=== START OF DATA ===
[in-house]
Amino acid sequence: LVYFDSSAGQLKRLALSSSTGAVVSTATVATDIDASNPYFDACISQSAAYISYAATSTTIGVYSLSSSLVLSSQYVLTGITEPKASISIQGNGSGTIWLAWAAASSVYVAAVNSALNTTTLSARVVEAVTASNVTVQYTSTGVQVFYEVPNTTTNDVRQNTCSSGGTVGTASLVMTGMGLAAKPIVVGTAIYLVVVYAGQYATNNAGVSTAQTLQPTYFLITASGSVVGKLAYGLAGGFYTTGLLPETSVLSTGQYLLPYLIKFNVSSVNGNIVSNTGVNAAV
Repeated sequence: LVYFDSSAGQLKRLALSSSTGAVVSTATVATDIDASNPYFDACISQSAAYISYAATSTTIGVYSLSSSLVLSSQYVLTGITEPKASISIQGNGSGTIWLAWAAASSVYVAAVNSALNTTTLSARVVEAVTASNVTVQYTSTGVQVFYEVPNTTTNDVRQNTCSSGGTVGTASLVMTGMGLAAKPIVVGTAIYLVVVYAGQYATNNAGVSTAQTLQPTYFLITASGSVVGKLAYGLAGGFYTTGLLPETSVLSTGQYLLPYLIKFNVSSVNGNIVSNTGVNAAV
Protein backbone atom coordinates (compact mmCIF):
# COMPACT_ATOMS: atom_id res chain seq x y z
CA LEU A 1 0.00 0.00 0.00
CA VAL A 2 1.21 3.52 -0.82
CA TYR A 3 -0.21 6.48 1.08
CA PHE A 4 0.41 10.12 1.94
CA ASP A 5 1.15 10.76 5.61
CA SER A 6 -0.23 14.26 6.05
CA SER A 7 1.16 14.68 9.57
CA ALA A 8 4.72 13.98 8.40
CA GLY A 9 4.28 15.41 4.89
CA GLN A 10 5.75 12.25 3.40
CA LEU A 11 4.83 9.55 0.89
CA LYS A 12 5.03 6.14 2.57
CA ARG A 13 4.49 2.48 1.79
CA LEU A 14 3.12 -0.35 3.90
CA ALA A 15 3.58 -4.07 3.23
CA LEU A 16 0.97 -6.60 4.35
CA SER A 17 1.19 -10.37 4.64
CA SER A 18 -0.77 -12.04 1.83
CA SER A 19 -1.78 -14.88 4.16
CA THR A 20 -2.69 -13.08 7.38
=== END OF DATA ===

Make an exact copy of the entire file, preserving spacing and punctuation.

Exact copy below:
[in-house]
Amino acid sequence: LVYFDSSAGQLKRLALSSSTGAVVSTATVATDIDASNPYFDACISQSAAYISYAATSTTIGVYSLSSSLVLSSQYVLTGITEPKASISIQGNGSGTIWLAWAAASSVYVAAVNSALNTTTLSARVVEAVTASNVTVQYTSTGVQVFYEVPNTTTNDVRQNTCSSGGTVGTASLVMTGMGLAAKPIVVGTAIYLVVVYAGQYATNNAGVSTAQTLQPTYFLITASGSVVGKLAYGLAGGFYTTGLLPETSVLSTGQYLLPYLIKFNVSSVNGNIVSNTGVNAAV
Repeated sequence: LVYFDSSAGQLKRLALSSSTGAVVSTATVATDIDASNPYFDACISQSAAYISYAATSTTIGVYSLSSSLVLSSQYVLTGITEPKASISIQGNGSGTIWLAWAAASSVYVAAVNSALNTTTLSARVVEAVTASNVTVQYTSTGVQVFYEVPNTTTNDVRQNTCSSGGTVGTASLVMTGMGLAAKPIVVGTAIYLVVVYAGQYATNNAGVSTAQTLQPTYFLITASGSVVGKLAYGLAGGFYTTGLLPETSVLSTGQYLLPYLIKFNVSSVNGNIVSNTGVNAAV
Protein backbone atom coordinates (compact mmCIF):
# COMPACT_ATOMS: atom_id res chain seq x y z
CA LEU A 1 0.00 0.00 0.00
CA VAL A 2 1.21 3.52 -0.82
CA TYR A 3 -0.21 6.48 1.08
CA PHE A 4 0.41 10.12 1.94
CA ASP A 5 1.15 10.76 5.61
CA SER A 6 -0.23 14.26 6.05
CA SER A 7 1.16 14.68 9.57
CA ALA A 8 4.72 13.98 8.40
CA GLY A 9 4.28 15.41 4.89
CA GLN A 10 5.75 12.25 3.40
CA LEU A 11 4.83 9.55 0.89
CA LYS A 12 5.03 6.14 2.57
CA ARG A 13 4.49 2.48 1.79
CA LEU A 14 3.12 -0.35 3.90
CA ALA A 15 3.58 -4.07 3.23
CA LEU A 16 0.97 -6.60 4.35
CA SER A 17 1.19 -10.37 4.64
CA SER A 18 -0.77 -12.04 1.83
CA SER A 19 -1.78 -14.88 4.16
CA THR A 20 -2.69 -13.08 7.38